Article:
The symposium opened with a fragment of the radio program 'I'm an American', recorded 22 June 1940 with Albert Einstein. Among the most important of USCIS’s (US Citizenship and Immigration Services) missions is promoting citizenship instruction and fostering civic integration. USCIS’s current efforts follow a long history of Immigration and Naturalization Service (INS) citizenship awareness campaigns. The INS gained authority to promote citizenship education in 1918 and over the course of the twentieth century it experimented with novel methods for making immigrants, as well as other Americans, aware of the advantages and duties of American citizenship. In 1940 these efforts took the shape of the I’M AN AMERICAN radio program presented by INS and broadcast over the NBC Radio Network.
I’M AN AMERICAN promoted national unity but it did so in a pluralistic way, avoiding the idea of strict assimilation for a vision of America as a collection of peoples who contributed their own strengths and traditions to the greater good. For example, guest Eleanor Roosevelt reminded immigrants “never to forget your own cultural background and use whatever skills and culture that background gives you to enrich what you acquire in the United States.” This celebration of ethnic difference, however, was accompanied by the warning that “totalitarian” countries could take advantage of those differences and divide America against itself. Thus, the interviews also highlighted the importance of shared unity among America’s ethnic groups

Points of view On Europe, Jean Monnet stated: “We are not forming coalitions of states, we are uniting men”. How does this compare today? George Steiner let us know that the concept to unify Europe starts in coffeehouses, from Lissabon, Budapest to London. People come here to gossip and discussion. In 'café Europa' many different outcomes and statements occurred during the conversations and discussions on what it is to be European. According to Androulla Vassiliou l'esprit Européen is based on respect for others and the basic freedom to move around. Robert Skidelsky let us know that for a British person, it is really difficult to feel European in the same sense as those living on the Continent. Thatcher once said: "the trouble is we visit the continent and they live there”. "If we were betting, I think Brittain will leave the Union, but I hope not."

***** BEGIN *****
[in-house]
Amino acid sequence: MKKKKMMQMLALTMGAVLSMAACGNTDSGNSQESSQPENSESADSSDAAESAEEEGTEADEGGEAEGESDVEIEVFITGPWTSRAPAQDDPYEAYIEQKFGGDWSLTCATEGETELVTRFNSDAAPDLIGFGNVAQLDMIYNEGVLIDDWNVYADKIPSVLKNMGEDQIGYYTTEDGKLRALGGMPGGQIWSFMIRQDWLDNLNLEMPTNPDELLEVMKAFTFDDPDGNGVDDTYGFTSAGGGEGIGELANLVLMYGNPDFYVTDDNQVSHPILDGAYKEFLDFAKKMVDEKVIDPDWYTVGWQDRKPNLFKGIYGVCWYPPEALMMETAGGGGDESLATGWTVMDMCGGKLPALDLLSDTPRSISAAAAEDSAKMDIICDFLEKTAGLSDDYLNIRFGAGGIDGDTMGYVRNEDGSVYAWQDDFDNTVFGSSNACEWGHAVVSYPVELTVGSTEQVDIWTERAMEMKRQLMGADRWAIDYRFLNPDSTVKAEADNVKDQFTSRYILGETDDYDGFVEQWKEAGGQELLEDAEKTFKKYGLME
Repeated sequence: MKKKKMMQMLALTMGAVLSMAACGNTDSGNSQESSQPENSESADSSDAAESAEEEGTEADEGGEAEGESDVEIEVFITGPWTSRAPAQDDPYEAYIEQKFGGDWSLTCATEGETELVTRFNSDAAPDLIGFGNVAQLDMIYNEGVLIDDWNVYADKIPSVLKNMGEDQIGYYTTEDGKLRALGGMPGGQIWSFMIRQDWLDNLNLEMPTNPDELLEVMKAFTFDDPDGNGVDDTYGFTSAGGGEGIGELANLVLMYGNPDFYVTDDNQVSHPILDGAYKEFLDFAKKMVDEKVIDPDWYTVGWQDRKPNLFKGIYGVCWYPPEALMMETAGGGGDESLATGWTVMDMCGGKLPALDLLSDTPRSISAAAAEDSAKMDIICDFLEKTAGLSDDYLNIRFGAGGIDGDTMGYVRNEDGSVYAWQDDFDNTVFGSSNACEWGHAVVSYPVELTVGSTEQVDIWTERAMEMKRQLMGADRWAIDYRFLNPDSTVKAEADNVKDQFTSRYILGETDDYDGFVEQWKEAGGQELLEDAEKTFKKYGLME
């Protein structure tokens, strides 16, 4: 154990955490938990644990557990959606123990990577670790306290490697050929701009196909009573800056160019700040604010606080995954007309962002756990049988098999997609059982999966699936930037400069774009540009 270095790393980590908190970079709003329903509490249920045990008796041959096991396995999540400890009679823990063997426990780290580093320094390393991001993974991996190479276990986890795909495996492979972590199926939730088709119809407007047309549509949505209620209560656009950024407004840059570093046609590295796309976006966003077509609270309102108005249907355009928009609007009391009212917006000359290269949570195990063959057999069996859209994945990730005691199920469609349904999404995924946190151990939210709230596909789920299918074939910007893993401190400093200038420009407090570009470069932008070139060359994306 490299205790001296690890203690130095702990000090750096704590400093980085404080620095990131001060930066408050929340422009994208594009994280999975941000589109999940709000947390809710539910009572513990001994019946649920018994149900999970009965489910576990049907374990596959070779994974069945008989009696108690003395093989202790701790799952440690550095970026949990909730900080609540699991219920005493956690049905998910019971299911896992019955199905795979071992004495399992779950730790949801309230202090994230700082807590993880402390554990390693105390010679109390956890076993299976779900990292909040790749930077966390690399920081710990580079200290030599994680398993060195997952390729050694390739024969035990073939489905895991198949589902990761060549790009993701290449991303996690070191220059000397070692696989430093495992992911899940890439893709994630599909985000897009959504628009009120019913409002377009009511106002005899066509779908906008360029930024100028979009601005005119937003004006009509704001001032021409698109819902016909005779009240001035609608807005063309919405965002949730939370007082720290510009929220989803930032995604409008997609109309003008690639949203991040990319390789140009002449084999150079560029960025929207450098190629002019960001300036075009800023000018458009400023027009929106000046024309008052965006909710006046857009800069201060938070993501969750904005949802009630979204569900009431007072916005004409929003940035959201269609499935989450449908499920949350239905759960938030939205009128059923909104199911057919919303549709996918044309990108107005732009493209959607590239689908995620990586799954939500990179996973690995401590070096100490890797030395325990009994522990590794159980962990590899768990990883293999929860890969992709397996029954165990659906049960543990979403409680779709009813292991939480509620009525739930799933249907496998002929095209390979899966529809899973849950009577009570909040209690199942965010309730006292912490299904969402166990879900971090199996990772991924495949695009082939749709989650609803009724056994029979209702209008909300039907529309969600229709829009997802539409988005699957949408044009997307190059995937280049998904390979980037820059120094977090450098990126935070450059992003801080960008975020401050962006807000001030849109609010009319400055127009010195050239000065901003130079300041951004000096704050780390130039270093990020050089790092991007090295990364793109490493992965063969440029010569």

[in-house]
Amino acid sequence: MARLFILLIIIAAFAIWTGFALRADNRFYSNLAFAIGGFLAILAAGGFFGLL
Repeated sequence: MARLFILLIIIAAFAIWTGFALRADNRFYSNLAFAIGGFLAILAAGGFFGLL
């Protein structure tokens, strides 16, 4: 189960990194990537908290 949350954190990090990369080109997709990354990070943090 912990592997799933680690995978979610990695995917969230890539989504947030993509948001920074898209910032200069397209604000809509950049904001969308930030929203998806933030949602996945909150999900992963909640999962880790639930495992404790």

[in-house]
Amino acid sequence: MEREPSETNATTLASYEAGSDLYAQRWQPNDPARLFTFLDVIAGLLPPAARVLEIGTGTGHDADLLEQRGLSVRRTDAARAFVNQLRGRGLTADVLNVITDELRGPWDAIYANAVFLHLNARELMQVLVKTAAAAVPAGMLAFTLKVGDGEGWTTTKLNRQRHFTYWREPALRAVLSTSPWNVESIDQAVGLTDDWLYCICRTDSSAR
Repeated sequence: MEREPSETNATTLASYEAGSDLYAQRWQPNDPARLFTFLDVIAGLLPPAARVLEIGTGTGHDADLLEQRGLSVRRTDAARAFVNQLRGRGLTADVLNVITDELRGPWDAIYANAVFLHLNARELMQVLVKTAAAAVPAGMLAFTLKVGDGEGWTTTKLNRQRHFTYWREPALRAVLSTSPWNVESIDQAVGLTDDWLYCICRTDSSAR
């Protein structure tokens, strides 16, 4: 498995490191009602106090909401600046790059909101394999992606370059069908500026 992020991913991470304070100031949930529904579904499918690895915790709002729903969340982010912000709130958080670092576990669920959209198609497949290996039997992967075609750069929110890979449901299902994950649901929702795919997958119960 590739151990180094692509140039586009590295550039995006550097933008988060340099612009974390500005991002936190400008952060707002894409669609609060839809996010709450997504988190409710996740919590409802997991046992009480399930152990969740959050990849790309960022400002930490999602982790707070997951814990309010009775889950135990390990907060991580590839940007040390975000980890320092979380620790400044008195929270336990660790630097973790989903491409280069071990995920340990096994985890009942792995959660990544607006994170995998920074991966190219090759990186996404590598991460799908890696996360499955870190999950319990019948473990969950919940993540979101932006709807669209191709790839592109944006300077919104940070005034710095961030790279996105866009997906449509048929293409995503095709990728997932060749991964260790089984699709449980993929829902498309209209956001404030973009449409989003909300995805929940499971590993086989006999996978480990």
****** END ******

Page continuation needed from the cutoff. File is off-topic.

While Adam Zamoyski said: ‘Brussels’ is something completely different than ‘Europe’, that 'Brussels' lately tried to reinvent itself as the European ideal of 1945, but it is not", and that "we are not behind a whole lot of overpaid unrepresentative fat cats sitting around in Brussels spending our money, Caroline de Gruyter responds that this is unfair! "Brussels, Europe, was never meant to be beautiful. It is replacing fighting with words". Apostolos Doxiadis stated that the EU is an Enlightenment story; a tool for adult nations, which Aykan Erdemir reacts: "we cannot save Europe with better leaders or economics. We need a passion for Europe, ideas, true Europeans. No one can be in love with laws and regulations.

Feelings and facts

Philipp Blom: If I say ‘Je suis European!’ I mean a feeling: to be at home under a European sky and in European values. The EU has spectacularly failed creating a European spirit. According to Arnon Grunberg the only place to feel European is outside of Europe. How to create a European spirit? Why not let our young people spend a year in another country, making a contribution to society? Bolkestein reacton: "I’m a Dutch citizen and therefore a European; the rest is nonsense". De Gruyter:" I left Holland more than 20 years ago and will probably never come back, but can only vote here. Is this how Europe should be?" Tunku Varadarajan joins the debate and he believes Europe is a geographic entity masquerading as an idea. "Europe needs British scepticism”. Bolkestein: The EEC is now history. We are beyond its intentions and now load ourselves with problems that should not have happened.

Grunberg: should we not discard the whole idea of a national identity and embrace the existing regional identities? Blom: Nation states are as dead as a person in the poems of Edgar Allan Poe. Erdemir: boundries are imagined, the connections between people are real. The task at hand is not to reinvent a European identity, but to forget the national constructs of the last 200 years. Blom: we can't adopt ideologies or ideas separate from where we live. Holland was tolerant as they had to: they are a trading nation. Vassiliou finished with how many kids in Europe actually get European history in school? Is this not part of our problem?